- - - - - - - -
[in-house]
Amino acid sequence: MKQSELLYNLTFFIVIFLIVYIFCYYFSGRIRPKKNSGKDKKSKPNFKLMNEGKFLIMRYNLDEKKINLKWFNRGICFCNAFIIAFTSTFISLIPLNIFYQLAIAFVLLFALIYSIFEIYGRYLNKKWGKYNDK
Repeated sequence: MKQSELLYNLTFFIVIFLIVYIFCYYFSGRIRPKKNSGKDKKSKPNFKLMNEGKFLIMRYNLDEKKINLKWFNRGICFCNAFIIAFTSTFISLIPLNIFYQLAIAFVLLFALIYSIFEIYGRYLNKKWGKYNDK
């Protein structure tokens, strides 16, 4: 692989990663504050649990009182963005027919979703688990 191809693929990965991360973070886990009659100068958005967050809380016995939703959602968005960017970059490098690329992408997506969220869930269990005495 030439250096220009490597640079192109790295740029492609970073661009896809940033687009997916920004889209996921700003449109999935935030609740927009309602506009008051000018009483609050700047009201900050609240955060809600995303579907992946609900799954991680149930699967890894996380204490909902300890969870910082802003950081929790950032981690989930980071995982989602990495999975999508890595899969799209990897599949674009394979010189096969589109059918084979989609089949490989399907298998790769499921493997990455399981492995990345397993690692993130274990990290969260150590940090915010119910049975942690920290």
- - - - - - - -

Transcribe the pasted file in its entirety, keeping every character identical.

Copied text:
[in-house]
Amino acid sequence: MKQSELLYNLTFFIVIFLIVYIFCYYFSGRIRPKKNSGKDKKSKPNFKLMNEGKFLIMRYNLDEKKINLKWFNRGICFCNAFIIAFTSTFISLIPLNIFYQLAIAFVLLFALIYSIFEIYGRYLNKKWGKYNDK
Repeated sequence: MKQSELLYNLTFFIVIFLIVYIFCYYFSGRIRPKKNSGKDKKSKPNFKLMNEGKFLIMRYNLDEKKINLKWFNRGICFCNAFIIAFTSTFISLIPLNIFYQLAIAFVLLFALIYSIFEIYGRYLNKKWGKYNDK
């Protein structure tokens, strides 16, 4: 692989990663504050649990009182963005027919979703688990 191809693929990965991360973070886990009659100068958005967050809380016995939703959602968005960017970059490098690329992408997506969220869930269990005495 030439250096220009490597640079192109790295740029492609970073661009896809940033687009997916920004889209996921700003449109999935935030609740927009309602506009008051000018009483609050700047009201900050609240955060809600995303579907992946609900799954991680149930699967890894996380204490909902300890969870910082802003950081929790950032981690989930980071995982989602990495999975999508890595899969799209990897599949674009394979010189096969589109059918084979989609089949490989399907298998790769499921493997990455399981492995990345397993690692993130274990990290969260150590940090915010119910049975942690920290």